The currently dominant circulating Omicron variant of the severe acute respiratory syndrome coronavirus 2 (SARS-CoV-2) consists of a number of mutations, some of which have conferred improved transmissibility and immune evasive properties to this strain. This pathogenically enhanced SARS-CoV-2 variant has led to an increased rate of vaccine breakthrough infections.
Study: Rapid decline in vaccine-boosted neutralizing antibodies against SARS-CoV-2 Omicron variant. Image Credit: Marco Lazzarini / Shutterstock.com
A considerable amount of research has confirmed that the primary two-dose coronavirus disease 2019 (COVID-19) vaccination series produces a poor immune response against the Omicron variant and that a third vaccine dose or booster is essential to confer meaningful protection against this variant. Despite these observations, researchers are still looking to understand the extent of protection conferred by neutralizing antibodies against the Omicron variant.
In a recent Cell Reports Medicine* preprint, researchers found that neutralizing antibodies against the Omicron variant that have been generated from the vaccine booster exhibit a significant decline within three months of the booster dose. However, the neutralizing potential of these antibodies against the prototypic D614G SARS-CoV-2 strain remains robust.
While testing the potential impact of boosting with a heterologous vaccine, the researchers found the Johnson & Johnson Ad26.COV2.S vaccine provides better protection if given as a prime vaccine or booster dose with a heterologous messenger ribonucleic acid (mRNA) vaccine as compared to when given as a homologous vaccine.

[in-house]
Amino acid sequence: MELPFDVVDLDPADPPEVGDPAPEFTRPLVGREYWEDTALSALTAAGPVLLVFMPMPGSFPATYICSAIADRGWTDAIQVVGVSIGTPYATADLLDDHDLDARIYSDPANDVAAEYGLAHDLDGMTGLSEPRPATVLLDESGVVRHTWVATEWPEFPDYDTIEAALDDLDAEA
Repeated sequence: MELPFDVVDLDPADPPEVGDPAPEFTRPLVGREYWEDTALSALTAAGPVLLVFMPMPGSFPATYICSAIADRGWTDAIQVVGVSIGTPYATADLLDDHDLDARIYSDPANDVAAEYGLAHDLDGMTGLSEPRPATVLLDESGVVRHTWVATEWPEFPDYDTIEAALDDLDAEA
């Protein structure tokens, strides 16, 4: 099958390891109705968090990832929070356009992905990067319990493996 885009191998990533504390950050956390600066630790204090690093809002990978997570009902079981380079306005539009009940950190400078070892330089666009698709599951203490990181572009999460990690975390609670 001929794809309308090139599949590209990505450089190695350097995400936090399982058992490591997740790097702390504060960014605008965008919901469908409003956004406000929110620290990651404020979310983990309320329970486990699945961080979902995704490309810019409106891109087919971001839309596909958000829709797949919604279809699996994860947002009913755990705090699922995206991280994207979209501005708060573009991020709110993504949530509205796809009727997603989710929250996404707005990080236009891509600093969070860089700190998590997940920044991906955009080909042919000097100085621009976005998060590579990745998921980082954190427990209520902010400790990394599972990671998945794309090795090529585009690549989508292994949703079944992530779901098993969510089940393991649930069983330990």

Further, dizapan in comparing the virus neutralization response against the BA.1, BA.2 & BA.3 Omicron sublineages, the researchers of the current study observed a similar response induced against all three by homologous mRNA vaccine booster.
About the study
In the current study, the researchers assessed the impact of homologous and heterologous primary-booster vaccine dose combinations on 20 individuals per combination, of which included:
- Homologous 50 μg primary and booster mRNA1273 (Moderna)
- Homologous 100 μg primary and booster mRNA1273 (Moderna)
- Homologous primary and booster BNT162b2 (Pfizer-BioNTech)
- Homologous primary and booster Ad26.COV2.S (Johnson & Johnson)
- Heterologous: Ad26.COV2.S primary and BNT162b2 booster
- Heterologous: BNT162b2 primary and Ad26.COV2.S booster
Neutralizing antibody titers were assayed using pseudovirus neutralization assay (PsVNA) and live virus focus reduction neutralization (FRNT) assay.
Baseline PsVNA titers that were obtained just before receiving the booster dose against the prototypic D614G variant were observed in 85-100% of the individuals with geometric mean titers (GMTs) in the range of 35-343 from all tested groups. However, these titers were comparatively low against the Omicron variant, with GMTs within the range of seven and 25 in 20-90% of all study participants.